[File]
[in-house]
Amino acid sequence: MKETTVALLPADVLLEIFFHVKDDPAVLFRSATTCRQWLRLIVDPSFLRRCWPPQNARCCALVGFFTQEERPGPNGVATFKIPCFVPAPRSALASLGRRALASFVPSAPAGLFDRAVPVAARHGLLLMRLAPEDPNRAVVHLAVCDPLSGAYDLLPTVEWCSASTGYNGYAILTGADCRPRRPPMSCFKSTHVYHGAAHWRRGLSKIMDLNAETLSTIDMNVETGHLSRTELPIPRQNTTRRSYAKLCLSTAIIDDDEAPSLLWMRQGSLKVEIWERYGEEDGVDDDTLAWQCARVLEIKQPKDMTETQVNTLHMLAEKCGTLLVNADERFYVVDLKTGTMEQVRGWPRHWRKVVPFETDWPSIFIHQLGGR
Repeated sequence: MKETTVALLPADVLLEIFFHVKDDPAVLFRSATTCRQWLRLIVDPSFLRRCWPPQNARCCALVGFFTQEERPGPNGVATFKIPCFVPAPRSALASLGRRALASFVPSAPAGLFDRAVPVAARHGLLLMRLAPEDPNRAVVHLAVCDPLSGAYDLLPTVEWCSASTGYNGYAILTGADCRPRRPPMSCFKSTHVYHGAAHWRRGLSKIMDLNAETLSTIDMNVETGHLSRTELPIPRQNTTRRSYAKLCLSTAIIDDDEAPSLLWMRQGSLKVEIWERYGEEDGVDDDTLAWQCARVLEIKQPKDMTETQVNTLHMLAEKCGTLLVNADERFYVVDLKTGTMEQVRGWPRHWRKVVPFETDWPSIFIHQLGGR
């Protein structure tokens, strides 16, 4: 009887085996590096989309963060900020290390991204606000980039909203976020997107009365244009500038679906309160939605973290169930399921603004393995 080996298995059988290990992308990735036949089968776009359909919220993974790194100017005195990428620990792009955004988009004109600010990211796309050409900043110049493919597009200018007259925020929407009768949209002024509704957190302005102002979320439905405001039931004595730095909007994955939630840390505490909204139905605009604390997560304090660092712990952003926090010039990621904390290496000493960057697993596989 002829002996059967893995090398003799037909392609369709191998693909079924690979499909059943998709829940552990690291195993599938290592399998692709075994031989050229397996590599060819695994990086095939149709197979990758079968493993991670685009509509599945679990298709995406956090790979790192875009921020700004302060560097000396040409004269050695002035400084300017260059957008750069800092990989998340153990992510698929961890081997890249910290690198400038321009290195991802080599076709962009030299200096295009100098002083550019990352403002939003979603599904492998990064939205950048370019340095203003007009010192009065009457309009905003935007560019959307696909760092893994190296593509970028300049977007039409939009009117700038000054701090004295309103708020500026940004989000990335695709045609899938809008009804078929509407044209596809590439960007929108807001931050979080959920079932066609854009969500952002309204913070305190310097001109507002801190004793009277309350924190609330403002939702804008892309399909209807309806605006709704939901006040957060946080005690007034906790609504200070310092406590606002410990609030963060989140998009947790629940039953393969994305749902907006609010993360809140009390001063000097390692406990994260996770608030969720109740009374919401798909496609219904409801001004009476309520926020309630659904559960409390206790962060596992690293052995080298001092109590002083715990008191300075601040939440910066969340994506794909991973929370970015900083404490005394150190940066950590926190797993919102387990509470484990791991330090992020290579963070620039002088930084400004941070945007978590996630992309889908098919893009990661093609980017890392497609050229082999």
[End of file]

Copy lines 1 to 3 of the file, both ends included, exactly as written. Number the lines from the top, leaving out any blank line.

[in-house]
Amino acid sequence: MKETTVALLPADVLLEIFFHVKDDPAVLFRSATTCRQWLRLIVDPSFLRRCWPPQNARCCALVGFFTQEERPGPNGVATFKIPCFVPAPRSALASLGRRALASFVPSAPAGLFDRAVPVAARHGLLLMRLAPEDPNRAVVHLAVCDPLSGAYDLLPTVEWCSASTGYNGYAILTGADCRPRRPPMSCFKSTHVYHGAAHWRRGLSKIMDLNAETLSTIDMNVETGHLSRTELPIPRQNTTRRSYAKLCLSTAIIDDDEAPSLLWMRQGSLKVEIWERYGEEDGVDDDTLAWQCARVLEIKQPKDMTETQVNTLHMLAEKCGTLLVNADERFYVVDLKTGTMEQVRGWPRHWRKVVPFETDWPSIFIHQLGGR
Repeated sequence: MKETTVALLPADVLLEIFFHVKDDPAVLFRSATTCRQWLRLIVDPSFLRRCWPPQNARCCALVGFFTQEERPGPNGVATFKIPCFVPAPRSALASLGRRALASFVPSAPAGLFDRAVPVAARHGLLLMRLAPEDPNRAVVHLAVCDPLSGAYDLLPTVEWCSASTGYNGYAILTGADCRPRRPPMSCFKSTHVYHGAAHWRRGLSKIMDLNAETLSTIDMNVETGHLSRTELPIPRQNTTRRSYAKLCLSTAIIDDDEAPSLLWMRQGSLKVEIWERYGEEDGVDDDTLAWQCARVLEIKQPKDMTETQVNTLHMLAEKCGTLLVNADERFYVVDLKTGTMEQVRGWPRHWRKVVPFETDWPSIFIHQLGGR